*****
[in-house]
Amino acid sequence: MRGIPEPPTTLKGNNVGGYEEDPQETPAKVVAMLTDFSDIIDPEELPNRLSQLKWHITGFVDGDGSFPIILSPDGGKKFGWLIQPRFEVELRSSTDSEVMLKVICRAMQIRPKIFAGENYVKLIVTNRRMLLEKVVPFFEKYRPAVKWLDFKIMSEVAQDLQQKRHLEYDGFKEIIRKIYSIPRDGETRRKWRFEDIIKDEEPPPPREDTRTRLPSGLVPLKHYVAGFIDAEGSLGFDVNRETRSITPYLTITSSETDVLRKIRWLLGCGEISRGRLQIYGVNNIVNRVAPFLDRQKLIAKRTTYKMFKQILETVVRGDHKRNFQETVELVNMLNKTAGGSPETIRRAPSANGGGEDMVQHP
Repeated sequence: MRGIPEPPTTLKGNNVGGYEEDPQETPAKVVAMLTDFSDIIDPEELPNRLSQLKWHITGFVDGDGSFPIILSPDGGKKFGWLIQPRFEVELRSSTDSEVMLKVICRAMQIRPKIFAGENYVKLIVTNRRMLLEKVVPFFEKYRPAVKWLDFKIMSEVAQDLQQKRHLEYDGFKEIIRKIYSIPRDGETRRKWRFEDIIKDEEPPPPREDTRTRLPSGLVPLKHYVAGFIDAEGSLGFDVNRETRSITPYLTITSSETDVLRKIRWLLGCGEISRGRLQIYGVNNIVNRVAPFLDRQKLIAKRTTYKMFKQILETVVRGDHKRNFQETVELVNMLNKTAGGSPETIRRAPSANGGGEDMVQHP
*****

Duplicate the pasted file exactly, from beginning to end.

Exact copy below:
[in-house]
Amino acid sequence: MRGIPEPPTTLKGNNVGGYEEDPQETPAKVVAMLTDFSDIIDPEELPNRLSQLKWHITGFVDGDGSFPIILSPDGGKKFGWLIQPRFEVELRSSTDSEVMLKVICRAMQIRPKIFAGENYVKLIVTNRRMLLEKVVPFFEKYRPAVKWLDFKIMSEVAQDLQQKRHLEYDGFKEIIRKIYSIPRDGETRRKWRFEDIIKDEEPPPPREDTRTRLPSGLVPLKHYVAGFIDAEGSLGFDVNRETRSITPYLTITSSETDVLRKIRWLLGCGEISRGRLQIYGVNNIVNRVAPFLDRQKLIAKRTTYKMFKQILETVVRGDHKRNFQETVELVNMLNKTAGGSPETIRRAPSANGGGEDMVQHP
Repeated sequence: MRGIPEPPTTLKGNNVGGYEEDPQETPAKVVAMLTDFSDIIDPEELPNRLSQLKWHITGFVDGDGSFPIILSPDGGKKFGWLIQPRFEVELRSSTDSEVMLKVICRAMQIRPKIFAGENYVKLIVTNRRMLLEKVVPFFEKYRPAVKWLDFKIMSEVAQDLQQKRHLEYDGFKEIIRKIYSIPRDGETRRKWRFEDIIKDEEPPPPREDTRTRLPSGLVPLKHYVAGFIDAEGSLGFDVNRETRSITPYLTITSSETDVLRKIRWLLGCGEISRGRLQIYGVNNIVNRVAPFLDRQKLIAKRTTYKMFKQILETVVRGDHKRNFQETVELVNMLNKTAGGSPETIRRAPSANGGGEDMVQHP